Throughout the summer internship with the North Shore Land Alliance, I was able to further my knowledge in land management and conservation! As a recent graduate from the University of Delaware, where I studied Natural Resources and Wildlife Ecology, I had a solid understanding of the needs of the land and species diversity. My experience with NSLA, however, allowed me to take what I learned during my undergraduate career and pushed me to apply it in a setting that deepened my knowledge and truly tested my skills. Not only did I find my species identification skills improve dramatically throughout the months, but I also was able to discover the needs of the land in a woodland setting and be a better advocate for the proper care of our natural spaces. The work that I did with NSLA helped prepare me for my current position as the Land Stewardship Coordinator with the Emerald Necklace Conservancy and gave me a unique perspective to share with my peers during my graduate career at Northeastern University. Overall, being an O’Neil Steward was the best internship opportunity that I’ve had to date. The support from the NSLA staff (especially Meghan and Jane) allowed me to delve into my passion and make an impact around Long Island!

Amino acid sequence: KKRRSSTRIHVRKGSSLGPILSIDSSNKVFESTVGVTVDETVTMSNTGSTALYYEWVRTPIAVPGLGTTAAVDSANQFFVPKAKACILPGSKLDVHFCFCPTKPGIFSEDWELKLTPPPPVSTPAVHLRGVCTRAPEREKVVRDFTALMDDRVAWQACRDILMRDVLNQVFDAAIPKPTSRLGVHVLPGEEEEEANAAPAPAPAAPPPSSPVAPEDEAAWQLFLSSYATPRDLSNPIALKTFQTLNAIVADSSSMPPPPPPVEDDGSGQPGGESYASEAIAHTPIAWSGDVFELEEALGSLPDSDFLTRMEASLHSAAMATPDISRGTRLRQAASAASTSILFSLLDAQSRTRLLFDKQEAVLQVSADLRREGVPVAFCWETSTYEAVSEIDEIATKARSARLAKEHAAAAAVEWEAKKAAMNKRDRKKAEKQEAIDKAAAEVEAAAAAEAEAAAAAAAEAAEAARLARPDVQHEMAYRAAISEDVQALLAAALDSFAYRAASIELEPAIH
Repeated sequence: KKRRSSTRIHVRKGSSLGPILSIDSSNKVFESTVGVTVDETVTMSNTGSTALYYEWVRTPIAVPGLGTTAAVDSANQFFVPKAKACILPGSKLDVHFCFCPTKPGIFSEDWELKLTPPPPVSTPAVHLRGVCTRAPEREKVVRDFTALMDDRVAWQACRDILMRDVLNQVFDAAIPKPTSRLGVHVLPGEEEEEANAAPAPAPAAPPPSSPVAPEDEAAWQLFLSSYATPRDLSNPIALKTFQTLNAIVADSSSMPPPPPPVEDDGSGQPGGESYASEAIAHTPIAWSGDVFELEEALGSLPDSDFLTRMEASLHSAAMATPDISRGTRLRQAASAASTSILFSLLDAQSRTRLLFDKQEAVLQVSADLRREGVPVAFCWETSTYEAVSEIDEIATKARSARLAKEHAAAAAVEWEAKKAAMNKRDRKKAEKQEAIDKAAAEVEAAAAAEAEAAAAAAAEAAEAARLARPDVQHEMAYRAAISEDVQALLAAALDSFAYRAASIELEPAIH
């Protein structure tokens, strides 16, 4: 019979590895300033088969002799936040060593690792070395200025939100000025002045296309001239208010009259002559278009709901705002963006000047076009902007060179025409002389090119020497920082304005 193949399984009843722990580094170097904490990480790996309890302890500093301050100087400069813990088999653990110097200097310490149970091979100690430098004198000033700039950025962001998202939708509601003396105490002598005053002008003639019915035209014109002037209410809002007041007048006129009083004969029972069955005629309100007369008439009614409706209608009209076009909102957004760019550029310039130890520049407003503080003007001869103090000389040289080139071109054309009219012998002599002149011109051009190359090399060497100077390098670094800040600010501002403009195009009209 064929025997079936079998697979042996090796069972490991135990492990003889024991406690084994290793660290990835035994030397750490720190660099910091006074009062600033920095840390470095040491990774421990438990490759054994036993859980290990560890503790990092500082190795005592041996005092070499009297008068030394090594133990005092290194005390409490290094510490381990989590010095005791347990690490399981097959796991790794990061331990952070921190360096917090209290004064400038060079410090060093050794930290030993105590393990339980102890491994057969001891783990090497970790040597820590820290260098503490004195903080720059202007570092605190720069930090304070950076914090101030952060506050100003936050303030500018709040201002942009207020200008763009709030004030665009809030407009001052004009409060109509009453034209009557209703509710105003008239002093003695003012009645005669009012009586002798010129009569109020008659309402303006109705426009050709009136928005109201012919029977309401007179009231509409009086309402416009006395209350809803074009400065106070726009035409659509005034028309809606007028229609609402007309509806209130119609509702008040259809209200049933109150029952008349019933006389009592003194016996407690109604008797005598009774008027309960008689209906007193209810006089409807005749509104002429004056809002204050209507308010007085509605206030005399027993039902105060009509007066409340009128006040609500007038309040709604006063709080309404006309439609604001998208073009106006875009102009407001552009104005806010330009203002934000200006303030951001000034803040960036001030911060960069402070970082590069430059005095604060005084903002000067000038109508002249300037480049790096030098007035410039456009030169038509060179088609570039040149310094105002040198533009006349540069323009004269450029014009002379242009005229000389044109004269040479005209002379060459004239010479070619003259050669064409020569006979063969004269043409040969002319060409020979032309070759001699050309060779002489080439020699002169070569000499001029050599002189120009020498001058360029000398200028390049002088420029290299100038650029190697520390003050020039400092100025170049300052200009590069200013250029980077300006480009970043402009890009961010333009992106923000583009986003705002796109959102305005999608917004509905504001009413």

Our original aim for the O’Neil Stewards Program was to give college students a diverse experience, build their job skills and inspire them to consider careers in conservation. So far, so good!

If you are interested in learning more about the William C. and Joyce C. O’Neil Conservation Stewards Program, please contact the Land Alliance at 516-922-1028 or [email protected].